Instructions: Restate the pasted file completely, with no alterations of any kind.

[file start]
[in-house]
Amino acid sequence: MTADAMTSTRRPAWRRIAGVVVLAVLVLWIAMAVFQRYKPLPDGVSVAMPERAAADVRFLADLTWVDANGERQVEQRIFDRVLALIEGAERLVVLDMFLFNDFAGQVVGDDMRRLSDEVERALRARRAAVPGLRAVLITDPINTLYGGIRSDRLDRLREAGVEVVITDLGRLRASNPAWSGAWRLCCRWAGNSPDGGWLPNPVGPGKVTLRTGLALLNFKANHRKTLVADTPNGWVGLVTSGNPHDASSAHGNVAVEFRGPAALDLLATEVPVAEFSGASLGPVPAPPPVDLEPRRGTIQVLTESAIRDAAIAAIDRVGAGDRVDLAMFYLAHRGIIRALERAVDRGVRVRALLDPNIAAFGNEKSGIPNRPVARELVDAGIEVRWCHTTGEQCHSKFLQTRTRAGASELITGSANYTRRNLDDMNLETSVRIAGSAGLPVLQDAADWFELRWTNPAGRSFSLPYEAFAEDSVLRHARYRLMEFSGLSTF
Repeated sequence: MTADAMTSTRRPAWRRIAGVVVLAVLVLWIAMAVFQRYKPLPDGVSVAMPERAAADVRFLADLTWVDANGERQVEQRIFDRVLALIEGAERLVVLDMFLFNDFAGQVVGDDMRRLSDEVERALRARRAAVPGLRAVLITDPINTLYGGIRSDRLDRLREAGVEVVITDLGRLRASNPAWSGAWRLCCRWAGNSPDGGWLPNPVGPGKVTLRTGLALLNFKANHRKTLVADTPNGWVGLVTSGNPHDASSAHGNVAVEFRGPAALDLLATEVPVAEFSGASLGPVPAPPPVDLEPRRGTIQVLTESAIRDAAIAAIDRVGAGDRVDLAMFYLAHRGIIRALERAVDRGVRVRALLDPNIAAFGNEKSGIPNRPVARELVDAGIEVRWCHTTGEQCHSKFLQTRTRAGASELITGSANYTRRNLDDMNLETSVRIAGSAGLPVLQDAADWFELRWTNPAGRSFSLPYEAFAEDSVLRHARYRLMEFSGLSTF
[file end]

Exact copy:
[in-house]
Amino acid sequence: MTADAMTSTRRPAWRRIAGVVVLAVLVLWIAMAVFQRYKPLPDGVSVAMPERAAADVRFLADLTWVDANGERQVEQRIFDRVLALIEGAERLVVLDMFLFNDFAGQVVGDDMRRLSDEVERALRARRAAVPGLRAVLITDPINTLYGGIRSDRLDRLREAGVEVVITDLGRLRASNPAWSGAWRLCCRWAGNSPDGGWLPNPVGPGKVTLRTGLALLNFKANHRKTLVADTPNGWVGLVTSGNPHDASSAHGNVAVEFRGPAALDLLATEVPVAEFSGASLGPVPAPPPVDLEPRRGTIQVLTESAIRDAAIAAIDRVGAGDRVDLAMFYLAHRGIIRALERAVDRGVRVRALLDPNIAAFGNEKSGIPNRPVARELVDAGIEVRWCHTTGEQCHSKFLQTRTRAGASELITGSANYTRRNLDDMNLETSVRIAGSAGLPVLQDAADWFELRWTNPAGRSFSLPYEAFAEDSVLRHARYRLMEFSGLSTF
Repeated sequence: MTADAMTSTRRPAWRRIAGVVVLAVLVLWIAMAVFQRYKPLPDGVSVAMPERAAADVRFLADLTWVDANGERQVEQRIFDRVLALIEGAERLVVLDMFLFNDFAGQVVGDDMRRLSDEVERALRARRAAVPGLRAVLITDPINTLYGGIRSDRLDRLREAGVEVVITDLGRLRASNPAWSGAWRLCCRWAGNSPDGGWLPNPVGPGKVTLRTGLALLNFKANHRKTLVADTPNGWVGLVTSGNPHDASSAHGNVAVEFRGPAALDLLATEVPVAEFSGASLGPVPAPPPVDLEPRRGTIQVLTESAIRDAAIAAIDRVGAGDRVDLAMFYLAHRGIIRALERAVDRGVRVRALLDPNIAAFGNEKSGIPNRPVARELVDAGIEVRWCHTTGEQCHSKFLQTRTRAGASELITGSANYTRRNLDDMNLETSVRIAGSAGLPVLQDAADWFELRWTNPAGRSFSLPYEAFAEDSVLRHARYRLMEFSGLSTF